Friday 19 October 2012
Book Review: Roll of Honour by Amandeep Sandhu
Imagine a school in Punjab run by the military, meant to educate its wards so that they gain admission to the prestigious National Defence Academy (NDA), a stepping stone to becoming an officer in the Indian armed forces. Imagine the turbulent mid-80s, which saw Operation Blue Star in Amritsar, Indira Gandhi’s assassination and the anti-Sikh riots in Delhi. This is the setting for Amandeep Sandhu’s second novel, which is based on his own experiences while studying at a military school.
The (fictional) military school at Jassabad where Sandhu’s narrator Appu is based, is not a very nice place. Outwardly there is discipline and calm as the students prepare to join the NDA, but inside there is turmoil. When the novel begins, we hear Appu and his classmates, the senior most students in school who have just entered class twelve, being told that they will not be allowed to discipline their juniors. The age-old system where seniors controlled, guided and punished juniors has been disbanded on account of the fight that took place just before school broke up between Appu’s batch and the one immediately senior to them. There is a palpable sense of anger and a feeling of injustice. Appu and his classmates had put up with harsh punishment from their seniors, which usually involved a mix of sodomy and corporal punishment, solely because they believed they would at some point have the right to do to their juniors what was done to them.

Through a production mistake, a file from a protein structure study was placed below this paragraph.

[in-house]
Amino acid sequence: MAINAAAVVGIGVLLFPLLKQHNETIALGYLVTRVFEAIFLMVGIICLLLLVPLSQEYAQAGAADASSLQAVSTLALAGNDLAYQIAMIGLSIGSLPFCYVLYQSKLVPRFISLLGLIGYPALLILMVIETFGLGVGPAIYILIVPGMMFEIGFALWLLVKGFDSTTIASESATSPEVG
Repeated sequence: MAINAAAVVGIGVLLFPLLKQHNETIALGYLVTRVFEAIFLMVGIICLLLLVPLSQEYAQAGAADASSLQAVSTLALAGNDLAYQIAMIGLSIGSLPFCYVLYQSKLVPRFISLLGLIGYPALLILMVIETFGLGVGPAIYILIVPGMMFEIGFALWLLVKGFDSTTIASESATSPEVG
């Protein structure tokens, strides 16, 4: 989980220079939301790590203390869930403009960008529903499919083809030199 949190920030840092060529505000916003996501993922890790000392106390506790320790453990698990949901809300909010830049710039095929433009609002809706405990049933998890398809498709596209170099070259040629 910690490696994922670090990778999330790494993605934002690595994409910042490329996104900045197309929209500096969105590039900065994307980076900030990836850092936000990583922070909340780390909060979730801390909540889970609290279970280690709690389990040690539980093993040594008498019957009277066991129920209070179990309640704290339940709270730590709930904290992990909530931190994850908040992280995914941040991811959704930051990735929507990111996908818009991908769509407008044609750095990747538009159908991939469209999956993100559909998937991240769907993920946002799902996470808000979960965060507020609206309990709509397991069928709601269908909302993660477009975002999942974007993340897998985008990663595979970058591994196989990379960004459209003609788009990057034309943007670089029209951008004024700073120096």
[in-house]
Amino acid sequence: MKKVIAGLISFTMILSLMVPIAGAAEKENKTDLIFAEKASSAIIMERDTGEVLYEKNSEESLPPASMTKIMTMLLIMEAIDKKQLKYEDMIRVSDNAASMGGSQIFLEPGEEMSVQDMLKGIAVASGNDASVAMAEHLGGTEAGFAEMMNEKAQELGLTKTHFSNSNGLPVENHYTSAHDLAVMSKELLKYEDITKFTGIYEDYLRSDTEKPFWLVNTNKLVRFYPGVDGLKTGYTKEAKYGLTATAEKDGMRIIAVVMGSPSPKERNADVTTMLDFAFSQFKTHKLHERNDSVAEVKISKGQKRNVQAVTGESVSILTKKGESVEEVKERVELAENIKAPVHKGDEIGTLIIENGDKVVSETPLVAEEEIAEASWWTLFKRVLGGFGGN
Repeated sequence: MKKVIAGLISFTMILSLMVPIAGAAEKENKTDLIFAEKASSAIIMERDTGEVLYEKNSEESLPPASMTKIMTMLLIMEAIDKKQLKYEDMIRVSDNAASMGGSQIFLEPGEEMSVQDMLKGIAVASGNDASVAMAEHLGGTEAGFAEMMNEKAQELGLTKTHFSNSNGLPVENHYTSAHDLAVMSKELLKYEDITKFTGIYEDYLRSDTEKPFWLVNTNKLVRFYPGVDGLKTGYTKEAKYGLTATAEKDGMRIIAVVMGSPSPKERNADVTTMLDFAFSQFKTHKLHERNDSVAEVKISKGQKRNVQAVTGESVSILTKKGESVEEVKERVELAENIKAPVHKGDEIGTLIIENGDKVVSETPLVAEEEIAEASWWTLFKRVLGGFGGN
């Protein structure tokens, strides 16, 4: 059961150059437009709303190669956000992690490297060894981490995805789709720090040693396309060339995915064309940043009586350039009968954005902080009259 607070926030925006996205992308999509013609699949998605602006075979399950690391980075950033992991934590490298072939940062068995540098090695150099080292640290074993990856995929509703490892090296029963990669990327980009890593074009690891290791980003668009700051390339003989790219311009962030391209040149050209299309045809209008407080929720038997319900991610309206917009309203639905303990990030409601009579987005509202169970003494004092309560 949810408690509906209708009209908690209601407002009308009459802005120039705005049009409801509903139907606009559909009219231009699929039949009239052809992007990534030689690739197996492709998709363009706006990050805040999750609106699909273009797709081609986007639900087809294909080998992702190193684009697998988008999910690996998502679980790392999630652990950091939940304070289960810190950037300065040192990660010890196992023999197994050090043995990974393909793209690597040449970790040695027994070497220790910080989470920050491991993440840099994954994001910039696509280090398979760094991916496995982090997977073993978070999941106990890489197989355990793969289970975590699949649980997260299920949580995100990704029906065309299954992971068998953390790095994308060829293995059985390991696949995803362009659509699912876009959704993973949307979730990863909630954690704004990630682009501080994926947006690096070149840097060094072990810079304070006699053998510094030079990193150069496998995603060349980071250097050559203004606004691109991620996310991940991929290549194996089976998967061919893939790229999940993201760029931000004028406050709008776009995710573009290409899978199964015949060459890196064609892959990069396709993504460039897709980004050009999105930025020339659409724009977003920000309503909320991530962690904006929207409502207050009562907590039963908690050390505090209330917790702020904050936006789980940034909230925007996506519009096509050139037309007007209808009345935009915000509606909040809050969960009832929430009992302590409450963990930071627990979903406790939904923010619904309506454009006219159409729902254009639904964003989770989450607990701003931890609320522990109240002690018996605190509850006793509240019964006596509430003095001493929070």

Operation Blue Star is a huge shock for the Sikh community. Appu is a Sikh who has shorn his tresses. Many of Appu’s classmates are Sikhs. Even the non-Sikhs are upset by Operation Blue Star. Many Sikh students openly express support for Khalistan and some even join the ranks of the militants. Appu no longer feels so proud of studying in a military school, when the Indian army is seen as an enemy of the Sikh community, but he stays on for a variety of reasons, one of which is that Appu’s folks would be forced to reimburse the free scholarship given to him if he were to drop out before graduation, something they can’t afford to do. Many of Appu’s Sikh friends like Lalten are no longer keen to make it to the Roll of Honour, that is, join the NDA.
Sandhu’s descriptions of ragra (punishment), often by the school leader, stretched the bounds of my horror and incredulity. Even now I am not sure if the stories of whipping, flogging and caning with belts, buckles and sticks resulting in injuries that require hospitalisation are/were commonplace in any military school anywhere in India. However, where Roll of Honour scores is its excellent depiction of the heartache brought about by Operation Blue Star and the subsequent assassination and riots, the break-down of trust between the Hindu and Sikh communities and the questions of loyalty it created for the Sikh community in India.
Operation Blue Star is compared to an act of sodomy by a person in power against someone younger, vulnerable and under the care of the perpetrator. Towards the end, we see a fight-back by the victims at the military school. Can the same be said of the people of Punjab who have been put to the test by military action against Sikhism’s holiest shrine? Amidst so much turmoil, Appu has an additional complication. He is close to Gaurav, a boy junior to him and they find comfort in each other's arms. Does the relationship stand the test of those turbulent times? Please read this excellent book to find out.